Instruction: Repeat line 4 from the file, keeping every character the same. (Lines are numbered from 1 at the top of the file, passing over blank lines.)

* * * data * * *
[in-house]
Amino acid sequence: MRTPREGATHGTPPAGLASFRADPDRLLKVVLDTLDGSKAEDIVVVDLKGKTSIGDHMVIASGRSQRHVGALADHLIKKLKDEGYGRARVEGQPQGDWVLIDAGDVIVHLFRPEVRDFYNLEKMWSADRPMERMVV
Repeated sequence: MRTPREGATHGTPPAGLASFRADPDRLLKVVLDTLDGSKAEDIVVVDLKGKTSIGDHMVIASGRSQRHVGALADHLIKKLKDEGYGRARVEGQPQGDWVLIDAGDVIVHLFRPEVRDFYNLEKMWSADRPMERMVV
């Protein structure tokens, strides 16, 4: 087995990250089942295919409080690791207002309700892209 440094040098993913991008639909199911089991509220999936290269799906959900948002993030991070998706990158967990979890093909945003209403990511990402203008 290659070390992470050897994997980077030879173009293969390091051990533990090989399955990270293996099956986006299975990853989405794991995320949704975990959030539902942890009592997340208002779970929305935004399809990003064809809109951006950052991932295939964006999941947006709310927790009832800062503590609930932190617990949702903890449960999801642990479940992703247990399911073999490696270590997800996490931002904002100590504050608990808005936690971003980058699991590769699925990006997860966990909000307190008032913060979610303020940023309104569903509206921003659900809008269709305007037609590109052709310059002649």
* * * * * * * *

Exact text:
């Protein structure tokens, strides 16, 4: 087995990250089942295919409080690791207002309700892209 440094040098993913991008639909199911089991509220999936290269799906959900948002993030991070998706990158967990979890093909945003209403990511990402203008 290659070390992470050897994997980077030879173009293969390091051990533990090989399955990270293996099956986006299975990853989405794991995320949704975990959030539902942890009592997340208002779970929305935004399809990003064809809109951006950052991932295939964006999941947006709310927790009832800062503590609930932190617990949702903890449960999801642990479940992703247990399911073999490696270590997800996490931002904002100590504050608990808005936690971003980058699991590769699925990006997860966990909000307190008032913060979610303020940023309104569903509206921003659900809008269709305007037609590109052709310059002649």